Fighting cancer with food

Diets rich in fruits, vegetables turn odds in cancer fighters’ favor
August 30th, 2016

Knowing you need to eat healthily while fighting cancer is one thing, but knowing how to do it is another.

Certified oncology dietitian Liz Nyce uses rubber food to demonstrate portion sizes to her patients. Nyce, who is based out of UCHealth Cancer Center in Fort Collins, also visits patients in Loveland and Greeley and is an integral part of the cancer-fighting team.
Certified oncology dietitian Liz Nyce uses rubber food to demonstrate portion sizes to her patients. Nyce, who is based out of UCHealth Cancer Center in Fort Collins, also visits patients in Loveland and Greeley and is an integral part of the cancer-fighting team.

Liz Nyce, a certified oncology dietitian with UCHealth’s Oncology Support Services in northern Colorado, said a plant-rich menu high in vitamins and minerals is best for anyone but especially those battling or trying to prevent a recurrence of cancer. She provided these tips about the best foods to eat — as well as those best to avoid — to fight or prevent cancer.

A non-starchy focus

Non-starchy vegetables and fruits protect against cancers of the mouth, pharynx, larynx, esophagus, stomach and lung, Nyce said.

Eat five to 10 servings of non-starchy vegetables and fruits daily, and select a large variety from the “rainbow” of choices for optimum benefit, as the non-nutrient substances (known as phytochemicals) from plant foods seem to work independently as well as synergistically to decrease risk. Phytochemicals are found in numerous plant foods, including tomatoes, citrus fruits, berries, peppers, carrots, broccoli, cabbage and soy beans. Cruciferous vegetables, such as broccoli, cauliflower, kale, Brussel sprouts and cabbage, are especially high in vitamins and minerals. Potatoes, corn, peas and bananas are considered starchy.

Add a little flavor

Allium vegetables, such as garlic, onions, leeks, shallots and chives, are rich in sulfur compounds and defend against stomach as well as prostate cancer, according to some studies.

Garlic and foods that contain dietary fiber/whole grains, such as whole-grain cereals and breads, prunes, berries, kidney beans and other legumes, fresh fruits and vegetables, and brown rice, protect against colorectal cancer.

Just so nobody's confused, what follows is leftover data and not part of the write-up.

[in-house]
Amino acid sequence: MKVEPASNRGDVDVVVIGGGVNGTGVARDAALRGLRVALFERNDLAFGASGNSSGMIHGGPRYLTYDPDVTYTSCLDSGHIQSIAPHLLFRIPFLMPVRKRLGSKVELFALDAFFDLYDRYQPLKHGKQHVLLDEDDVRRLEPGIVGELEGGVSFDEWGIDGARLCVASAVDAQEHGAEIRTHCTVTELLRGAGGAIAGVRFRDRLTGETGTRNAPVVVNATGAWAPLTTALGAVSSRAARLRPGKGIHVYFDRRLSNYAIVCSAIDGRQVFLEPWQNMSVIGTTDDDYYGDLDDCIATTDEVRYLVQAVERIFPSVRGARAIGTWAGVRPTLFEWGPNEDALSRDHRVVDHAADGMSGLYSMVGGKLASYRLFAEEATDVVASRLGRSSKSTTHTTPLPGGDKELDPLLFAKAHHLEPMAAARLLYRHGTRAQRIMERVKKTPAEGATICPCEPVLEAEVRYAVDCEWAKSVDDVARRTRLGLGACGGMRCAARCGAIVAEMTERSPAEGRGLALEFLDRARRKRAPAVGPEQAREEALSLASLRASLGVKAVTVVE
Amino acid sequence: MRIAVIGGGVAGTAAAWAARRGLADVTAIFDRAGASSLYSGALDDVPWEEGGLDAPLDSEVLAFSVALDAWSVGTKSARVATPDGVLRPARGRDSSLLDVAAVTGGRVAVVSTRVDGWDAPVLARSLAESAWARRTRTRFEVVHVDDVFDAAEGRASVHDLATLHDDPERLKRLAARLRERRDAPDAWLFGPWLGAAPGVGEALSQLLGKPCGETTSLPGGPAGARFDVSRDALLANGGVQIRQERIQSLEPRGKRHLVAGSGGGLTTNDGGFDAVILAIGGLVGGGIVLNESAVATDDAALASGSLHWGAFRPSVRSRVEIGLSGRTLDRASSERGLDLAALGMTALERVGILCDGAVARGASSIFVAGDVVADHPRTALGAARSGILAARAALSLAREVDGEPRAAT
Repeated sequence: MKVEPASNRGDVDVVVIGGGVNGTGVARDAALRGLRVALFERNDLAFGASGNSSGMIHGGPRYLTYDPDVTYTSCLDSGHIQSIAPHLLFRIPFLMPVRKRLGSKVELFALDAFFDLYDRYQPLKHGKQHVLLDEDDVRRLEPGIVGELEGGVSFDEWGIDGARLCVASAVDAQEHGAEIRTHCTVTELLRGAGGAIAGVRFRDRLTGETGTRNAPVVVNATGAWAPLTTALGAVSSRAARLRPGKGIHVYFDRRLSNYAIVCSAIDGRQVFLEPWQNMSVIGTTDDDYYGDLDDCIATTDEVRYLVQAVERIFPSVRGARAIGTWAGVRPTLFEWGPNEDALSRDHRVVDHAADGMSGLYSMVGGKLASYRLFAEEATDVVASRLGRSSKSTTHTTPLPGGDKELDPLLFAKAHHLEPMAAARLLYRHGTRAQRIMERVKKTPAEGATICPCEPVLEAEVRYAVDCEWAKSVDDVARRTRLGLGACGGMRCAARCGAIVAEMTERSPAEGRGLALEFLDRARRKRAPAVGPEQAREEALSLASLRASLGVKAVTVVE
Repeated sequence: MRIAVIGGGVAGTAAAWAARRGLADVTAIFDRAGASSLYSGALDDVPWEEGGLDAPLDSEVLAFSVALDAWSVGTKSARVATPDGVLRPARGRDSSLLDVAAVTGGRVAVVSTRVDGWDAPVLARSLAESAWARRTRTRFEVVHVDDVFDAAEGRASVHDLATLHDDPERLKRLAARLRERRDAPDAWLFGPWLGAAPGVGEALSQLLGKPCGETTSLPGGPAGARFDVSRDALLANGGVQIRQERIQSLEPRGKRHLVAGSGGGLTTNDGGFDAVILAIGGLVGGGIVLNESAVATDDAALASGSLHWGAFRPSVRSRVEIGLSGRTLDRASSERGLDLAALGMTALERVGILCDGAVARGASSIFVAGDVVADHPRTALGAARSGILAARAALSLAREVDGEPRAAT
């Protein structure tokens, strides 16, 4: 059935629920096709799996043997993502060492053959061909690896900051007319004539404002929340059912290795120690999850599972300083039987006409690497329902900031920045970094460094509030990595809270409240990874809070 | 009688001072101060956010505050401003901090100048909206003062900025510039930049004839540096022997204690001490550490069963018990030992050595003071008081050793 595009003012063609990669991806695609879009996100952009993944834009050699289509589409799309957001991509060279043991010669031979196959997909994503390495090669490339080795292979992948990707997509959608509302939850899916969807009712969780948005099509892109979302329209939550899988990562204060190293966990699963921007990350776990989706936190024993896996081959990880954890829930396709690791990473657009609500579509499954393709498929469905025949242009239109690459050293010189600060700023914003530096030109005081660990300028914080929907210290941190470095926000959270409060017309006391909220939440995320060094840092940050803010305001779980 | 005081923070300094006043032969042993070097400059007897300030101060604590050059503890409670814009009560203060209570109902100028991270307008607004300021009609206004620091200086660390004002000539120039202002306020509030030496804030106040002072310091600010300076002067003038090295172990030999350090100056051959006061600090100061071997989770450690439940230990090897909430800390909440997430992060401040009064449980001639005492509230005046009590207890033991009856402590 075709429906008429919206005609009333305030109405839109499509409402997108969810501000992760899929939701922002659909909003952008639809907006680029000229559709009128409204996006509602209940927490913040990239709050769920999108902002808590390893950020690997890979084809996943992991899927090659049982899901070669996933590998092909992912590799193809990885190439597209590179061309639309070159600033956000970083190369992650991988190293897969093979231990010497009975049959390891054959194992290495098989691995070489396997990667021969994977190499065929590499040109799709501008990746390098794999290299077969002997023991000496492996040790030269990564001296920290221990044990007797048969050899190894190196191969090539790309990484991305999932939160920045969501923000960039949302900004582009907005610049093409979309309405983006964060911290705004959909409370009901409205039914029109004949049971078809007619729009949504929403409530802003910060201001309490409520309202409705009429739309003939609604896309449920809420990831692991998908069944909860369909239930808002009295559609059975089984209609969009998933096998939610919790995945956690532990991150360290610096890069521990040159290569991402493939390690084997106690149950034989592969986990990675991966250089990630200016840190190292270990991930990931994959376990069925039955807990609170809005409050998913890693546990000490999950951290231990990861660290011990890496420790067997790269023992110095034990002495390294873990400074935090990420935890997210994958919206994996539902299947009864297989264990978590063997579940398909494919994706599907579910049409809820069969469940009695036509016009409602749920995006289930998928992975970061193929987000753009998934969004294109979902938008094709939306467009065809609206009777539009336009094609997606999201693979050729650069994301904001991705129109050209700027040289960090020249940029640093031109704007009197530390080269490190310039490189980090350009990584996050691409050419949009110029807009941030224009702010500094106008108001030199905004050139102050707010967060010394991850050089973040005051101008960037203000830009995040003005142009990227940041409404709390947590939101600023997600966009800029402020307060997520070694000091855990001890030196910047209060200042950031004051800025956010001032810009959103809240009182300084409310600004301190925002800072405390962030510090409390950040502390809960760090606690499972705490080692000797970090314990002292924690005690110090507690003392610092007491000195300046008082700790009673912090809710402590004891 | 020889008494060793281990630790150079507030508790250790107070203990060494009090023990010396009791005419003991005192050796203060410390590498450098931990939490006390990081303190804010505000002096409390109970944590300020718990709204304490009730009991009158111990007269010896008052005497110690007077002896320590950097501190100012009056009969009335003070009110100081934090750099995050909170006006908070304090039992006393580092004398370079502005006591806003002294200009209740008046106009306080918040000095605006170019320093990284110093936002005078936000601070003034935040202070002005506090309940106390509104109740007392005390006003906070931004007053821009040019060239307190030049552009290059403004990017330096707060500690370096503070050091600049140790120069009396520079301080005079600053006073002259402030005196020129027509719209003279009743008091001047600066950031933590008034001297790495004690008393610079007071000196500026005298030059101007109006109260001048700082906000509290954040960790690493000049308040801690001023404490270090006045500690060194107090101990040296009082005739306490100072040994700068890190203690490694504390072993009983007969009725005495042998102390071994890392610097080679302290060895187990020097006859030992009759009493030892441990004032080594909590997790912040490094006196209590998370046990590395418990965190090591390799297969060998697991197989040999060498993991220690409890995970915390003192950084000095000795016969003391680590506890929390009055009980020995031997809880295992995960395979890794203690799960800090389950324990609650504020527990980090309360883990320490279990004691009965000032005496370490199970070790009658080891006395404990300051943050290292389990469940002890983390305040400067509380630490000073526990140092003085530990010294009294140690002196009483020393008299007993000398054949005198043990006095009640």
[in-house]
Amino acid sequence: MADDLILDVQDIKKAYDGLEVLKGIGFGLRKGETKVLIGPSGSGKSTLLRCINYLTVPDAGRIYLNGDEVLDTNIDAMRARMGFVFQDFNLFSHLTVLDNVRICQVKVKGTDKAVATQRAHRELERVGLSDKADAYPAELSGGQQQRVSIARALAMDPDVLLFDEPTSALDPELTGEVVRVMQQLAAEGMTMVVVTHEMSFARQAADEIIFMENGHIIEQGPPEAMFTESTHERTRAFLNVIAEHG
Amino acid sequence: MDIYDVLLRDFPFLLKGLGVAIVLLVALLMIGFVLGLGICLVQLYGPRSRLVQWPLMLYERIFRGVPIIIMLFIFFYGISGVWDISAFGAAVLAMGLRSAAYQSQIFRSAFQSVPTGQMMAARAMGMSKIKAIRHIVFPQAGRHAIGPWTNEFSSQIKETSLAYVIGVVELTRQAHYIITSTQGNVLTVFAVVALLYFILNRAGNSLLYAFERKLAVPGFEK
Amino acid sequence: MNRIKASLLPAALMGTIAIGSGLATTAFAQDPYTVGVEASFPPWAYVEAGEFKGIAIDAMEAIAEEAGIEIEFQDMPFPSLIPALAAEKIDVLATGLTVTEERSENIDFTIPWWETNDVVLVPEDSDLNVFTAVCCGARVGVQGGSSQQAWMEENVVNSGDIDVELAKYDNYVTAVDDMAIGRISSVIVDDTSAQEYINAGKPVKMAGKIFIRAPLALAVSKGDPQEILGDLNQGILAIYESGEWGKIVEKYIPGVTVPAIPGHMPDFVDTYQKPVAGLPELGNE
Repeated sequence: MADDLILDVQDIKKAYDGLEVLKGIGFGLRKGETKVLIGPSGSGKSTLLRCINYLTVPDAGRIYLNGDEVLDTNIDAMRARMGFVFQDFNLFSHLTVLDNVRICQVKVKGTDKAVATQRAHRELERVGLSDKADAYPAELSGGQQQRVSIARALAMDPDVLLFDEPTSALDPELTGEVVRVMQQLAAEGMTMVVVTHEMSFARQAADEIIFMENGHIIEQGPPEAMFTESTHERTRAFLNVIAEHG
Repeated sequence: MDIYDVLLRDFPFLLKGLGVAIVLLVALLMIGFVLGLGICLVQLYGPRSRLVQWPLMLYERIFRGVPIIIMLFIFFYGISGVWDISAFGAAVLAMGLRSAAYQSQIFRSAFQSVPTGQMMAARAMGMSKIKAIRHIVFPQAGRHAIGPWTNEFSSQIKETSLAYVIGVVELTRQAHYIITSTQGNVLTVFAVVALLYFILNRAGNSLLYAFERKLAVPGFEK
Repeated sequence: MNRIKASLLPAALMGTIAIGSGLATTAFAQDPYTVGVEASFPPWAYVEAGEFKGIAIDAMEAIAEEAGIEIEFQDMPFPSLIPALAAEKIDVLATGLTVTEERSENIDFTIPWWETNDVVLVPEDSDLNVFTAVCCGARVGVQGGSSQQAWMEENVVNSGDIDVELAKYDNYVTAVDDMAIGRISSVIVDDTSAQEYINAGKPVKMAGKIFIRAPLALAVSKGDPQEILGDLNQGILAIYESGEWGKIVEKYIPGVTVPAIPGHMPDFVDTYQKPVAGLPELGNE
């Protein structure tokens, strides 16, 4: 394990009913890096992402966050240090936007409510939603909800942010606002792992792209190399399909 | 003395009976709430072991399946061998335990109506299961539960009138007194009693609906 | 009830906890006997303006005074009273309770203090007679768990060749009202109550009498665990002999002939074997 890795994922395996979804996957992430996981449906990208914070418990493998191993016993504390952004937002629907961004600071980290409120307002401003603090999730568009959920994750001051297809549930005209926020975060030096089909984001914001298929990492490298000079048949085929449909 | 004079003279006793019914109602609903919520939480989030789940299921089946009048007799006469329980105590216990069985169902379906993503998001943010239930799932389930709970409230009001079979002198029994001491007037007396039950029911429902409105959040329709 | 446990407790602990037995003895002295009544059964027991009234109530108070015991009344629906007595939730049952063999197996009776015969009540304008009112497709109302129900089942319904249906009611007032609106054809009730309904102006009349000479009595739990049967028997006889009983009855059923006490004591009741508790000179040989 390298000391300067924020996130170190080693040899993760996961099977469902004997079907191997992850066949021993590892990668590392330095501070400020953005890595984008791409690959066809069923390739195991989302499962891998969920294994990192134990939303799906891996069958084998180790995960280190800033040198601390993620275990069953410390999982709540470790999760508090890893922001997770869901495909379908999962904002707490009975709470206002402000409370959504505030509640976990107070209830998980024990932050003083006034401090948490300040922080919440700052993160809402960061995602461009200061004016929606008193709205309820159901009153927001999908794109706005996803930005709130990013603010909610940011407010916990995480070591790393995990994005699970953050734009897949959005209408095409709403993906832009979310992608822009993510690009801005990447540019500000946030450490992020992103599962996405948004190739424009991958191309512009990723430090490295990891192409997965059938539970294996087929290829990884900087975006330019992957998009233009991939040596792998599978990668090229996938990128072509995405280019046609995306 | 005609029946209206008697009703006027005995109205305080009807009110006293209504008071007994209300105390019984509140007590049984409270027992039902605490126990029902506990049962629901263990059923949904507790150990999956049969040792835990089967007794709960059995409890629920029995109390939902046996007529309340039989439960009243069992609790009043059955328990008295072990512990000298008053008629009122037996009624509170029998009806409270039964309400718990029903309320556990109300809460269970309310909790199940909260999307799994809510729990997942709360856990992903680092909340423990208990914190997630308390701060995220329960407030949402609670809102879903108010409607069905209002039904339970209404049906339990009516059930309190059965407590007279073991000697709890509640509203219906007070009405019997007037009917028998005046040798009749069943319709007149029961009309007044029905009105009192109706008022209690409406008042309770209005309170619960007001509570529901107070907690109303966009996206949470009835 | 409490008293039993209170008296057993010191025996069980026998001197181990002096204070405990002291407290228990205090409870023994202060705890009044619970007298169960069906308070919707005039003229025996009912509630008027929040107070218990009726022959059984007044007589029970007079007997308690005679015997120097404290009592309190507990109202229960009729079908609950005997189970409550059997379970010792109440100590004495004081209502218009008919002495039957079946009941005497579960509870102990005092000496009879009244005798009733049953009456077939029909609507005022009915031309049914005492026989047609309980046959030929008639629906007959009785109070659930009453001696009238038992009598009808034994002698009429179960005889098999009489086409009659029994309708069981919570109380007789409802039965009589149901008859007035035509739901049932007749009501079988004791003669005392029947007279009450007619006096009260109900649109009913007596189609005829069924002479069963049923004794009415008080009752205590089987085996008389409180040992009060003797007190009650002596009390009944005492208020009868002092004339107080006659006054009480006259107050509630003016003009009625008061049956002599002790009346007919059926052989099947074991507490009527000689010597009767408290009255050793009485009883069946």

Certain nutrients like lycopene – at its highest in foods with cooked tomatoes – as well as whole-food soy sources, such as miso, tempeh, tofu, soybeans, soy nuts and soy milk, are known for fighting prostate cancer.

Pump up the fiber

Nyce said adults should consume between 25 and 38 grams of fiber a day. A diet high in fiber is especially important to fend off breast, colorectal and prostate cancers. So, stock up on those beans, lentils and legumes.

The Mediterranean diet, characterized by a high consumption of vegetables and olive oil and moderate amounts of protein, also may guard against breast cancer.

Take it easy

Sometimes it doesn’t matter how healthily someone eats, he or she may still get cancer, but the foods that aren’t generally healthy are the same ones that can hurt in the battle against cancer.

For instance, a diet high in red meat — including your breakfast meats — as well as processed meats increases the risk of colorectal cancer.

While it’s impossible to avoid all sugar — and it’s not healthy, either — it’s best to stick to sugar that occurs naturally in fruits and vegetables, low-fat dairy products and whole grains, with just an occasional sweet treat.

Not eating prepackaged foods also helps you avoid sugar and a host of unnatural and unhealthy ingredients, so prepare meals using whole foods at home as much as possible, Nyce advised. Vitamins and minerals gained from whole foods always benefit a body better than supplements.

Alcohol is linked with head, neck, gastrointestinal and breast cancers, so women should drink no more than 12 ounces of beer, 5 ounces of wine or 1.5 ounces of liquor a day, and men no more than twice that.

Minimize saturated fats from high-fat dairy products, such as whole milk and ice cream, as well as from baked goods, and solid fats such as butter, Nyce said. The healthy fats — monounsaturated and polyunsaturated — are found in nuts; seeds; fatty fish, such as salmon; avocados, and other types of oils.

Consider your circumstances

In considering these recommendations, Nyce said it’s important to note that many have difficulty eating at all or eating certain foods while battling cancer and need to throw all dietary restraints to the wind for a while, worrying only about getting enough calories and protein to maintain weight.

Liz Nyce is a certified oncology dietitian at UCHealth Cancer Center in Fort Collins and also services patients at offices in Loveland and Greeley. For more information, contact UCHealth Cancer Center at 970.237.7700.